August 20, 1947: Judgment at Nuremberg

This entry is part 1 of 5 in the series Nuremberg Code

August 20, 1947: Judgment at Nuremberg: 16 out of 23 doctors were found guilty of crimes against humanity. The Nuremberg verdict also set forth the parameters of “Permissible Medical Experiments” known as the Nuremberg Code. The Nuremberg Code laid the foundation for biomedical . . . Continue reading →

1947: U.S. Government-Sponsored Human Experiments Disregard Nuremberg Standards

This entry is part 2 of 5 in the series Nuremberg Code

American public health officials and the medical community pretended that the Nuremberg Code did not apply to American medical researchers. The assumption was that the physicians who had conducted heinous experiments had been Nazi doctors in Germany; and they rationalized that most . . . Continue reading →

August 20, 1947: Judgment at Nuremberg

This entry is part 3 of 5 in the series Nuremberg Code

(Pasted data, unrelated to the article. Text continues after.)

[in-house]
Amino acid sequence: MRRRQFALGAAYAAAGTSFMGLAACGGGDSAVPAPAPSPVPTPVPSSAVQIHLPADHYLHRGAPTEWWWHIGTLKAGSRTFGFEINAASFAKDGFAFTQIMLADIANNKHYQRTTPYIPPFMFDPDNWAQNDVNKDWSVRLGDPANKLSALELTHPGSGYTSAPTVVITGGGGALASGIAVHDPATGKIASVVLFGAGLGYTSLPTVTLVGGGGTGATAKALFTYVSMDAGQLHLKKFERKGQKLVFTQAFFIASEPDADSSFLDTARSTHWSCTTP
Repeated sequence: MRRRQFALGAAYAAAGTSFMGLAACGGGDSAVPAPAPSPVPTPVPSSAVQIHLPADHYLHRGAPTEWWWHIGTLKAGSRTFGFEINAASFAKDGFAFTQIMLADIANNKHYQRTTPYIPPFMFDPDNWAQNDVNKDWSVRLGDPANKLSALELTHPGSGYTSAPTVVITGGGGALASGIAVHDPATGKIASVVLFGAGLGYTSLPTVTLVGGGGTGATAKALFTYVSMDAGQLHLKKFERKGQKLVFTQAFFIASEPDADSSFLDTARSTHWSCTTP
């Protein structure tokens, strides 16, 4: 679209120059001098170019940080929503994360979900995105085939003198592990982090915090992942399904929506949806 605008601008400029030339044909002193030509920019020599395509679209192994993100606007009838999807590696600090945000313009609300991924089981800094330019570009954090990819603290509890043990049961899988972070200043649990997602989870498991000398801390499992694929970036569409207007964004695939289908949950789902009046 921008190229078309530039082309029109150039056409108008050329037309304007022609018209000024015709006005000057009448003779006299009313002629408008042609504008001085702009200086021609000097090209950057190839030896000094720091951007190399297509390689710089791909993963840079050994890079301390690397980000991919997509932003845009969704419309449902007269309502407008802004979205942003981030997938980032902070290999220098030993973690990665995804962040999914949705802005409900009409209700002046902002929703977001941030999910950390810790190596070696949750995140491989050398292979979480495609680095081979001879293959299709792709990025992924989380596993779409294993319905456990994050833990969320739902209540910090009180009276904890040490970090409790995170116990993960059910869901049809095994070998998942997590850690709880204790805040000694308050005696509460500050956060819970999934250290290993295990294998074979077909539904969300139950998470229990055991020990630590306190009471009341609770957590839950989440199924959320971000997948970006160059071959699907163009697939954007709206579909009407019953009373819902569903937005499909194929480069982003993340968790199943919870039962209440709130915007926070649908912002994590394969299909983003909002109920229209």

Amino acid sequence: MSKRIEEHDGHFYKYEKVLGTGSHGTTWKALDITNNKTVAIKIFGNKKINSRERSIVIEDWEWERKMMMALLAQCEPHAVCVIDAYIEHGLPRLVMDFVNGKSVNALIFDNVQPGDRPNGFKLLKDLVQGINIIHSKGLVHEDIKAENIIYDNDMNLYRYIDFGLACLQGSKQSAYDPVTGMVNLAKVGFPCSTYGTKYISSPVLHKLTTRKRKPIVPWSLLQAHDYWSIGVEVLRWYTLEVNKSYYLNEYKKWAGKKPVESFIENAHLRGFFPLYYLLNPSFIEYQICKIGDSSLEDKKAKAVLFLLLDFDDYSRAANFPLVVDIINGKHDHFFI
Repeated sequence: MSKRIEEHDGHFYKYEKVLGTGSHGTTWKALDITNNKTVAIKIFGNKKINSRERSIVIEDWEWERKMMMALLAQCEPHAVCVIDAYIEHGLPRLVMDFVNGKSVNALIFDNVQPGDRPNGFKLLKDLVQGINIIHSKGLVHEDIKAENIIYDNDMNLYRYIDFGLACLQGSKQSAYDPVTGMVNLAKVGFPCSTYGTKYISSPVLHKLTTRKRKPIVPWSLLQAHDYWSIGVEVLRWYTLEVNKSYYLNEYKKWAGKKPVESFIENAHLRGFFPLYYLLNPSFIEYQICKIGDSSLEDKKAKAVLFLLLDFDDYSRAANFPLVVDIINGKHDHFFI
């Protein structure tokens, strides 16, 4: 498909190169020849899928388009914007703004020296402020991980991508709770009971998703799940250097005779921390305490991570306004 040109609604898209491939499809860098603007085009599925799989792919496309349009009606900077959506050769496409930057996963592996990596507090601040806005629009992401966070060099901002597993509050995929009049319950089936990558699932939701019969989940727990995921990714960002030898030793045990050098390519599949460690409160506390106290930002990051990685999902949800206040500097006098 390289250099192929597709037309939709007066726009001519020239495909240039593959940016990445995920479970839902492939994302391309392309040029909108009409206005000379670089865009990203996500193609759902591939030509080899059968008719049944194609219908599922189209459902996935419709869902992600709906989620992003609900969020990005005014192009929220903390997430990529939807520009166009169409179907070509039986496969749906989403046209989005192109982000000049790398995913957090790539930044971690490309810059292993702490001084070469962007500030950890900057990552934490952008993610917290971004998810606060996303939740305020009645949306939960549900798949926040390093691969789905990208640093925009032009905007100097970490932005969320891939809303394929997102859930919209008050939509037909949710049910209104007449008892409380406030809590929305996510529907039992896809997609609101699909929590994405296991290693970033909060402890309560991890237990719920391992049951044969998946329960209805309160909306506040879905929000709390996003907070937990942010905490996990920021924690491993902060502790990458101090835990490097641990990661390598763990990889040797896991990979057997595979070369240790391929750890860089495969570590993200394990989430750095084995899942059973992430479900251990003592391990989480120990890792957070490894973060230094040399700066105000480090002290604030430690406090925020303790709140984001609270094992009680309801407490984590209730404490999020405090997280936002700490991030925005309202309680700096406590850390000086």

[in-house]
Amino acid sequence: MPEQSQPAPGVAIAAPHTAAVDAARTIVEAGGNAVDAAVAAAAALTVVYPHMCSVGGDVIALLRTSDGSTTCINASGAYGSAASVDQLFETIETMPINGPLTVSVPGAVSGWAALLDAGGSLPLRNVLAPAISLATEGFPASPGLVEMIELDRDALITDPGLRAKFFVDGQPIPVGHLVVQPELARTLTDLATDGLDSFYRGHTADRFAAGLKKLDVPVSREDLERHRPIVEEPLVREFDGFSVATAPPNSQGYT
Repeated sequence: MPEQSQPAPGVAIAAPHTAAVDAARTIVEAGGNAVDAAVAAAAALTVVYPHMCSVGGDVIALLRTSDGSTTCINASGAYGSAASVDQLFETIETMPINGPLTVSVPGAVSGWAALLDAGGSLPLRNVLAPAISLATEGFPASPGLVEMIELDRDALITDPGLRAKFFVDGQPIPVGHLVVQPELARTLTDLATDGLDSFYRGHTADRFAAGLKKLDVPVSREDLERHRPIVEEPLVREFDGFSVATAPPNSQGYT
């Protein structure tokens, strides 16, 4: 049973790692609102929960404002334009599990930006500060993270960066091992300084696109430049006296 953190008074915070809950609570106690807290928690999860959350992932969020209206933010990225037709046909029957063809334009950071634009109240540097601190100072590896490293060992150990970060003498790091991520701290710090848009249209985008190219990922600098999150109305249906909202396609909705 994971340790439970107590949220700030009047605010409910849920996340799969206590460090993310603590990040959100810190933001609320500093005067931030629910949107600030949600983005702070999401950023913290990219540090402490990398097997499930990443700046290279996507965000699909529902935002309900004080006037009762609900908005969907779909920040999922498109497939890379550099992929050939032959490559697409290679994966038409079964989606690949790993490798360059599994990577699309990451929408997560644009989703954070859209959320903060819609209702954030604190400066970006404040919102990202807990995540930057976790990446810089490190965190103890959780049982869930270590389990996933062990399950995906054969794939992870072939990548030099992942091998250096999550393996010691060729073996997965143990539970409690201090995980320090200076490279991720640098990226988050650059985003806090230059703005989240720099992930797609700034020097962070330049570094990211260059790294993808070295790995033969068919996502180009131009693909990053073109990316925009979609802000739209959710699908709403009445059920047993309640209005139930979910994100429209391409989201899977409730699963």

Judgment at Nuremberg All sixteen Nazi doctors were found guilty; seven were sentenced to death and executed, nine were convicted and sentenced to prison, and seven were acquitted. Karl Gebhardt was found guilty of “crimes against humanity” and war crimes for his . . . Continue reading →

American Medical Establishment Discomforted by Nuremberg

This entry is part 4 of 5 in the series Nuremberg Code

The revelations at Nuremberg were extremely discomforting to the American medical establishment: the sheer unprecedented scale of immorality of the Nazi doctors was staggering — and the potential of guilt by association. The fact that the American medical profession had also enthusiastically . . . Continue reading →

World Medical Association, a haven for leading Nazi doctors

In 1946, the World Medical Association (WMA) was formed by representatives of 32 national medical associations. In 1947, one month after the conclusion of the Nuremberg Trial, the WMA held its first meeting, when it adopted a new physician’s oath, omitting injunctions . . . Continue reading →

1964: Declaration of Helsinki diverges from the Nuremberg Code

In 1962, the World Medical Association (WMA) Committee distributes a Draft Code of Ethics on Human Experimentation specifying populations that could not be used as research subjects. These include: children in institutions; all prisoners and persons retained in prisons, penitentiaries, or reformatories, . . . Continue reading →